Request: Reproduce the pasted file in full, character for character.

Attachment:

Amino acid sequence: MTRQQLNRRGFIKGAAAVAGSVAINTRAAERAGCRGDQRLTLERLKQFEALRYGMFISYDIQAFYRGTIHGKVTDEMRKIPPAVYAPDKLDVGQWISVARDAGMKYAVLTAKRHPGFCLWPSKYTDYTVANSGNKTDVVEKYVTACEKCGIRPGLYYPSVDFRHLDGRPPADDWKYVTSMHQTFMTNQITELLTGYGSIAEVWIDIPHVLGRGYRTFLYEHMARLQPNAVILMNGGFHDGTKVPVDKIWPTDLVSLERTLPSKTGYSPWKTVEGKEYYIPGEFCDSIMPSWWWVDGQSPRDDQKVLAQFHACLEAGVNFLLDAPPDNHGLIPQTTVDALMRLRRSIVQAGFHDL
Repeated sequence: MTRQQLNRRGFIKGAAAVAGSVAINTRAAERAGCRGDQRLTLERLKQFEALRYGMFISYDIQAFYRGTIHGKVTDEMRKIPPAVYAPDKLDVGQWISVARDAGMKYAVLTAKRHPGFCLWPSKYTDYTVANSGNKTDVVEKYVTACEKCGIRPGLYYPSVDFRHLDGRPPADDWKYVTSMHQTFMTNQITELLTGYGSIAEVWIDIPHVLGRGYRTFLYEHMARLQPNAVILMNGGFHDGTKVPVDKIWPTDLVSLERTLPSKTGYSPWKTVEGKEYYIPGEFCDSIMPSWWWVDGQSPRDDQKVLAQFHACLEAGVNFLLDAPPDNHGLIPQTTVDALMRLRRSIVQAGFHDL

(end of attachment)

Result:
Amino acid sequence: MTRQQLNRRGFIKGAAAVAGSVAINTRAAERAGCRGDQRLTLERLKQFEALRYGMFISYDIQAFYRGTIHGKVTDEMRKIPPAVYAPDKLDVGQWISVARDAGMKYAVLTAKRHPGFCLWPSKYTDYTVANSGNKTDVVEKYVTACEKCGIRPGLYYPSVDFRHLDGRPPADDWKYVTSMHQTFMTNQITELLTGYGSIAEVWIDIPHVLGRGYRTFLYEHMARLQPNAVILMNGGFHDGTKVPVDKIWPTDLVSLERTLPSKTGYSPWKTVEGKEYYIPGEFCDSIMPSWWWVDGQSPRDDQKVLAQFHACLEAGVNFLLDAPPDNHGLIPQTTVDALMRLRRSIVQAGFHDL
Repeated sequence: MTRQQLNRRGFIKGAAAVAGSVAINTRAAERAGCRGDQRLTLERLKQFEALRYGMFISYDIQAFYRGTIHGKVTDEMRKIPPAVYAPDKLDVGQWISVARDAGMKYAVLTAKRHPGFCLWPSKYTDYTVANSGNKTDVVEKYVTACEKCGIRPGLYYPSVDFRHLDGRPPADDWKYVTSMHQTFMTNQITELLTGYGSIAEVWIDIPHVLGRGYRTFLYEHMARLQPNAVILMNGGFHDGTKVPVDKIWPTDLVSLERTLPSKTGYSPWKTVEGKEYYIPGEFCDSIMPSWWWVDGQSPRDDQKVLAQFHACLEAGVNFLLDAPPDNHGLIPQTTVDALMRLRRSIVQAGFHDL